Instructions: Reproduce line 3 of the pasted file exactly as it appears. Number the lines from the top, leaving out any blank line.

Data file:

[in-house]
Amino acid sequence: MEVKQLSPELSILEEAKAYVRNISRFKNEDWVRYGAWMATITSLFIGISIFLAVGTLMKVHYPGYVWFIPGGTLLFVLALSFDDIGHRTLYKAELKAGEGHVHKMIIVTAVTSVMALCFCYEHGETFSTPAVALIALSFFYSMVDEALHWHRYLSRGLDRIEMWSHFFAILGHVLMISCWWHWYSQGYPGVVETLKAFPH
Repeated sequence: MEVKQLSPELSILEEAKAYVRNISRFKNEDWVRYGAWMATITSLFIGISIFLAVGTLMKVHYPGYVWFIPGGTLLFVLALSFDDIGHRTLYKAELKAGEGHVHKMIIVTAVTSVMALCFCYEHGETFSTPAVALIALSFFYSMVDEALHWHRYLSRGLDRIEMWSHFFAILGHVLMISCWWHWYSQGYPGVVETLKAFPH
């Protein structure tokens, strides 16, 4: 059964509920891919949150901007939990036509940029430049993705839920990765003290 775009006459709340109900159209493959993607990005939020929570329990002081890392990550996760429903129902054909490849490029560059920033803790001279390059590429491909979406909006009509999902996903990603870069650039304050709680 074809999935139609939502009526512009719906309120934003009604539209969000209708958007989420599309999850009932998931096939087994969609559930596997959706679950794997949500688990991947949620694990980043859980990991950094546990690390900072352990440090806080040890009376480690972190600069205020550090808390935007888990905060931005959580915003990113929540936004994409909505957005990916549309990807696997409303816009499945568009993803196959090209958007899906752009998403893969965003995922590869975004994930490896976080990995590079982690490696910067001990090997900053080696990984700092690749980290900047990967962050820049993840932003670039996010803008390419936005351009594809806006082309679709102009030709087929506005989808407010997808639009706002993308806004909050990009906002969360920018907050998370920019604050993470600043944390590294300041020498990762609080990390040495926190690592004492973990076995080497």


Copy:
Repeated sequence: MEVKQLSPELSILEEAKAYVRNISRFKNEDWVRYGAWMATITSLFIGISIFLAVGTLMKVHYPGYVWFIPGGTLLFVLALSFDDIGHRTLYKAELKAGEGHVHKMIIVTAVTSVMALCFCYEHGETFSTPAVALIALSFFYSMVDEALHWHRYLSRGLDRIEMWSHFFAILGHVLMISCWWHWYSQGYPGVVETLKAFPH